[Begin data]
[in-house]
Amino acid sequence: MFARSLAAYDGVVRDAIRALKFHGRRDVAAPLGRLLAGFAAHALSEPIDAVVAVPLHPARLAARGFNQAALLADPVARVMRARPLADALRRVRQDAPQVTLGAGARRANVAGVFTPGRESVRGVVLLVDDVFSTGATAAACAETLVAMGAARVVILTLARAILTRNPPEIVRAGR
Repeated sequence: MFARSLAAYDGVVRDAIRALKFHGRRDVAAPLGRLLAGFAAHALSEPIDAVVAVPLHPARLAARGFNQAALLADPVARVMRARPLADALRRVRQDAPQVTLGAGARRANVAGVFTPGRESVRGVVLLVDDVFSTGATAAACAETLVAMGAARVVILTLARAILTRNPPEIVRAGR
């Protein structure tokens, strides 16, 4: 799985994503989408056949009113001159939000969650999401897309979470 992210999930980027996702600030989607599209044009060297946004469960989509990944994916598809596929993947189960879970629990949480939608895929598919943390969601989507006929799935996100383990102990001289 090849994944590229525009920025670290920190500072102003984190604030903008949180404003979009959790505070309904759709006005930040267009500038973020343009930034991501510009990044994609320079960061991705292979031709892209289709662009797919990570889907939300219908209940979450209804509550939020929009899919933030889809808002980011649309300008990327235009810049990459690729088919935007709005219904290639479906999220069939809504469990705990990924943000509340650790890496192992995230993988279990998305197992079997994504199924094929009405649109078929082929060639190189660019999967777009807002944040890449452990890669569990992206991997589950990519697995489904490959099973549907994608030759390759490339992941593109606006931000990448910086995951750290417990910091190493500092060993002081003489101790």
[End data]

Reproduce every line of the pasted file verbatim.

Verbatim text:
[in-house]
Amino acid sequence: MFARSLAAYDGVVRDAIRALKFHGRRDVAAPLGRLLAGFAAHALSEPIDAVVAVPLHPARLAARGFNQAALLADPVARVMRARPLADALRRVRQDAPQVTLGAGARRANVAGVFTPGRESVRGVVLLVDDVFSTGATAAACAETLVAMGAARVVILTLARAILTRNPPEIVRAGR
Repeated sequence: MFARSLAAYDGVVRDAIRALKFHGRRDVAAPLGRLLAGFAAHALSEPIDAVVAVPLHPARLAARGFNQAALLADPVARVMRARPLADALRRVRQDAPQVTLGAGARRANVAGVFTPGRESVRGVVLLVDDVFSTGATAAACAETLVAMGAARVVILTLARAILTRNPPEIVRAGR
């Protein structure tokens, strides 16, 4: 799985994503989408056949009113001159939000969650999401897309979470 992210999930980027996702600030989607599209044009060297946004469960989509990944994916598809596929993947189960879970629990949480939608895929598919943390969601989507006929799935996100383990102990001289 090849994944590229525009920025670290920190500072102003984190604030903008949180404003979009959790505070309904759709006005930040267009500038973020343009930034991501510009990044994609320079960061991705292979031709892209289709662009797919990570889907939300219908209940979450209804509550939020929009899919933030889809808002980011649309300008990327235009810049990459690729088919935007709005219904290639479906999220069939809504469990705990990924943000509340650790890496192992995230993988279990998305197992079997994504199924094929009405649109078929082929060639190189660019999967777009807002944040890449452990890669569990992206991997589950990519697995489904490959099973549907994608030759390759490339992941593109606006931000990448910086995951750290417990910091190493500092060993002081003489101790």